Where we come from defines us more than we even realize: That's the idea implicit in Andrey Zvyagintsev's somber, sturdily elegant drama Leviathan, in which a mechanic who has lived on the same parcel of land all his life — as his father and grandfather did before him -- resists being forced out by his town's corrupt mayor.
Kolia (Alexeï Serebriakov) resides with his young wife, Lilya (Elena Liadova), and son Roma (Sergueï Pokhodaev) in a simple but striking house overlooking the Barents Sea in Russia's far north. Seemingly out of nothing but greed and spitefulness, the town's mayor, Vadim Shelevyat (Roman Madianov), has long been angling to seize Kolia's land for himself, and he's just about succeeded: Kolia's lawyer friend Dmitri (Vladimir Vdovitchenkov) has come up from Moscow to mount a last-ditch effort to block Vadim's efforts, but the future is looking grim. Kolia is drinking way too much, Roma has become sullen and isn't doing well in school, and Lilya seems to be drawing away from her husband, even as he's on the brink of losing everything. In short, bureaucracy has ruined his life.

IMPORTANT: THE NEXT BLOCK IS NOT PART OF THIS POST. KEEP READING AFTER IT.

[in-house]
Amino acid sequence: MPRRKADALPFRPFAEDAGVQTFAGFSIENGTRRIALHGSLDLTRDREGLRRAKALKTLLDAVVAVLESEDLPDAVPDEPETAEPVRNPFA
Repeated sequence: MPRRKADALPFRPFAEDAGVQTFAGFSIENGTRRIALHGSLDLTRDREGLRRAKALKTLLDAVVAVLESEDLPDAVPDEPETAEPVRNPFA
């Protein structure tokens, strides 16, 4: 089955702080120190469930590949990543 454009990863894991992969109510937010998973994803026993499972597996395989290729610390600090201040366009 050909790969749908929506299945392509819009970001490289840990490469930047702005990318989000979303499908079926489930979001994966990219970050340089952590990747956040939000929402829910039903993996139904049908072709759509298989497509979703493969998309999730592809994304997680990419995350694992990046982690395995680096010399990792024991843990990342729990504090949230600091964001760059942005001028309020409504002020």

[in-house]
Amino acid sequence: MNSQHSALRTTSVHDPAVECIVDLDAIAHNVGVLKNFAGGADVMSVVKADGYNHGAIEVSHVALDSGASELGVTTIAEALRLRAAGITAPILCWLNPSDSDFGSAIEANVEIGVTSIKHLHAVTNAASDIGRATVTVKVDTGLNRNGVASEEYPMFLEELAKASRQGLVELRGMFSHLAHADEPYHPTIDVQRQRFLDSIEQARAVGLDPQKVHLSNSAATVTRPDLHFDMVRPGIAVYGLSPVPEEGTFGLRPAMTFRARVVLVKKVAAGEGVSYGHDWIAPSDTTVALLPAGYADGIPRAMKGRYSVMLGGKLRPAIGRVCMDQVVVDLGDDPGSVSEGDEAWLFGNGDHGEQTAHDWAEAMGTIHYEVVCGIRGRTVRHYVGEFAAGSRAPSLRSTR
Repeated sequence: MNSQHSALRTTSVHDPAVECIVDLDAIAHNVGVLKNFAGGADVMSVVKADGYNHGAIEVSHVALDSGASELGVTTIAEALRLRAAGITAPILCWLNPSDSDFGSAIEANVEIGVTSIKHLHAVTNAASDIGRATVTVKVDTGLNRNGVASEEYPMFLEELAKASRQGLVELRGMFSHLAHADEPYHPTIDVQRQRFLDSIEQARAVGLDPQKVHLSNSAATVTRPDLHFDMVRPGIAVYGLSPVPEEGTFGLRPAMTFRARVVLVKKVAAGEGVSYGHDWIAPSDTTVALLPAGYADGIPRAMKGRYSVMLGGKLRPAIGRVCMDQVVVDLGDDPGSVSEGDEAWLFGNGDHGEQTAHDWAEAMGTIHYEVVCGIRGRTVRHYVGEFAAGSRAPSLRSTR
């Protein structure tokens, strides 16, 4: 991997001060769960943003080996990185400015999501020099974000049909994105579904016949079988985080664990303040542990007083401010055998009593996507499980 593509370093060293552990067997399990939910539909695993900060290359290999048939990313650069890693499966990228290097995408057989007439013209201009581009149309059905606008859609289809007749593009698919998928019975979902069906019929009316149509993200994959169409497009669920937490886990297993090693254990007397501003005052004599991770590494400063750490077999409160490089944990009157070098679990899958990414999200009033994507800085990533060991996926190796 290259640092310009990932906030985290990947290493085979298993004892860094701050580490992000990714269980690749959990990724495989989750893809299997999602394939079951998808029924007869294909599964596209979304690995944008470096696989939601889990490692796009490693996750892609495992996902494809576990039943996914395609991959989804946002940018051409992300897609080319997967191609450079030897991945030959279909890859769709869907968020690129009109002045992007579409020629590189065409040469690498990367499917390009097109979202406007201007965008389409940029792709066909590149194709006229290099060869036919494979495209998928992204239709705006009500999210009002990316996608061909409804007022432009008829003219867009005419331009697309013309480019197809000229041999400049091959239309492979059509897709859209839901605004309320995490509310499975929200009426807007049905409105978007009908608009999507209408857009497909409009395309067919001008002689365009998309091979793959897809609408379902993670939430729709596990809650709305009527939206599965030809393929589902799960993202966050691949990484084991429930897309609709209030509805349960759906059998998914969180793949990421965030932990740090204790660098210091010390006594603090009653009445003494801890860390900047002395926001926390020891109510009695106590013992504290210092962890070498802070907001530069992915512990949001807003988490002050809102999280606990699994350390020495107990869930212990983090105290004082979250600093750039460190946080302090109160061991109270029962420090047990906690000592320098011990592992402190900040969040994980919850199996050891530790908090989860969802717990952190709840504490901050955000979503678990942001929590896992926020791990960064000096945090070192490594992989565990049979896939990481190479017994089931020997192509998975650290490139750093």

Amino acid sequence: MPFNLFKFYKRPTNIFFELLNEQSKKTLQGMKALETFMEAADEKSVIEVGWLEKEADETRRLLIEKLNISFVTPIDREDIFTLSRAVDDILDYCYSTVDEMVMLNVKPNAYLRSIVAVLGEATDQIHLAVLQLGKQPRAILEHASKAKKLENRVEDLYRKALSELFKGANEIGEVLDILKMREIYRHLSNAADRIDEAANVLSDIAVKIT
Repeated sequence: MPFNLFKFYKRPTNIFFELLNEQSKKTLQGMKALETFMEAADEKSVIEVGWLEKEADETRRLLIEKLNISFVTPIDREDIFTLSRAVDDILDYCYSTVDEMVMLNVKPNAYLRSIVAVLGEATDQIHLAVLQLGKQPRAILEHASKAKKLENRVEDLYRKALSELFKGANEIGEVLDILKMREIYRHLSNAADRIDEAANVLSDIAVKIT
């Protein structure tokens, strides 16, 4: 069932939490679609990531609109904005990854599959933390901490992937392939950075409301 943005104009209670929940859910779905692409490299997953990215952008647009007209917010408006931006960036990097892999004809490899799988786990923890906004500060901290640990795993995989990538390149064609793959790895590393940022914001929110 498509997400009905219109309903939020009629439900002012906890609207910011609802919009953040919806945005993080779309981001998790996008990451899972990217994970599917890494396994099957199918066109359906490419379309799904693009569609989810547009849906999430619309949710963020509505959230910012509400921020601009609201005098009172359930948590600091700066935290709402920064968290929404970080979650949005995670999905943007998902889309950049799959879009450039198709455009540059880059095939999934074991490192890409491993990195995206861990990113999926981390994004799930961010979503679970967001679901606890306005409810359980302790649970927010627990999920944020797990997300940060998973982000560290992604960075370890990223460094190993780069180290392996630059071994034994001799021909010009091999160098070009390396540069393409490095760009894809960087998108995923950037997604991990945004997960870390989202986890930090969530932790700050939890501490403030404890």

But Kolia hasn't lost hope, and his determination is the solid, steady mechanism that keeps Leviathan moving. The film -- which took the best-screenplay prize at Cannes earlier this year -- may be steeped in despair, but it's not a heavy-handed sermon. Its heart and soul is Serebriakov's Kolia, who carries deep sorrow in his eyes and on his shoulders, even as he fends off defeat for longer than you'd imagine possible.